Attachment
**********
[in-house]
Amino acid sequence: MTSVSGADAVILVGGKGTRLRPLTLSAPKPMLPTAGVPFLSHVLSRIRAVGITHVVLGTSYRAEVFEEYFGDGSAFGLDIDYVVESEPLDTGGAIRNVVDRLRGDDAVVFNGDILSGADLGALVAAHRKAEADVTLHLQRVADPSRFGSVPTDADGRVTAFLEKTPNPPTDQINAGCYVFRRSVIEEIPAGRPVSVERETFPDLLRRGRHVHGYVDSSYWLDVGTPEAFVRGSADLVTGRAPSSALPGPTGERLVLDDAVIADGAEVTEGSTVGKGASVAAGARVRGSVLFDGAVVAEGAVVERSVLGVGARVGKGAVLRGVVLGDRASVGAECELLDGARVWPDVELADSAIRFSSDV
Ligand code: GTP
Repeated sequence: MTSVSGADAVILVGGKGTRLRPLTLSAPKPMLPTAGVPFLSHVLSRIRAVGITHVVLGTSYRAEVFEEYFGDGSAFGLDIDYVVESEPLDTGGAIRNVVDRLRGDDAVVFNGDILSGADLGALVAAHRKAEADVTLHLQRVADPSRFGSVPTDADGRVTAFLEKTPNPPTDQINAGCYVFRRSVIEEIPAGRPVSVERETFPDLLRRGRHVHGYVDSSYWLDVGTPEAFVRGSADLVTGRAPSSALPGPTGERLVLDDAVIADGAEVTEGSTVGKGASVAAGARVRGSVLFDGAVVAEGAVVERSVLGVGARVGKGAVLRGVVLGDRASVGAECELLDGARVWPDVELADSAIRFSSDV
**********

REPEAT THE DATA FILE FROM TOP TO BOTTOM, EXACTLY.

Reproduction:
[in-house]
Amino acid sequence: MTSVSGADAVILVGGKGTRLRPLTLSAPKPMLPTAGVPFLSHVLSRIRAVGITHVVLGTSYRAEVFEEYFGDGSAFGLDIDYVVESEPLDTGGAIRNVVDRLRGDDAVVFNGDILSGADLGALVAAHRKAEADVTLHLQRVADPSRFGSVPTDADGRVTAFLEKTPNPPTDQINAGCYVFRRSVIEEIPAGRPVSVERETFPDLLRRGRHVHGYVDSSYWLDVGTPEAFVRGSADLVTGRAPSSALPGPTGERLVLDDAVIADGAEVTEGSTVGKGASVAAGARVRGSVLFDGAVVAEGAVVERSVLGVGARVGKGAVLRGVVLGDRASVGAECELLDGARVWPDVELADSAIRFSSDV
Ligand code: GTP
Repeated sequence: MTSVSGADAVILVGGKGTRLRPLTLSAPKPMLPTAGVPFLSHVLSRIRAVGITHVVLGTSYRAEVFEEYFGDGSAFGLDIDYVVESEPLDTGGAIRNVVDRLRGDDAVVFNGDILSGADLGALVAAHRKAEADVTLHLQRVADPSRFGSVPTDADGRVTAFLEKTPNPPTDQINAGCYVFRRSVIEEIPAGRPVSVERETFPDLLRRGRHVHGYVDSSYWLDVGTPEAFVRGSADLVTGRAPSSALPGPTGERLVLDDAVIADGAEVTEGSTVGKGASVAAGARVRGSVLFDGAVVAEGAVVERSVLGVGARVGKGAVLRGVVLGDRASVGAECELLDGARVWPDVELADSAIRFSSDV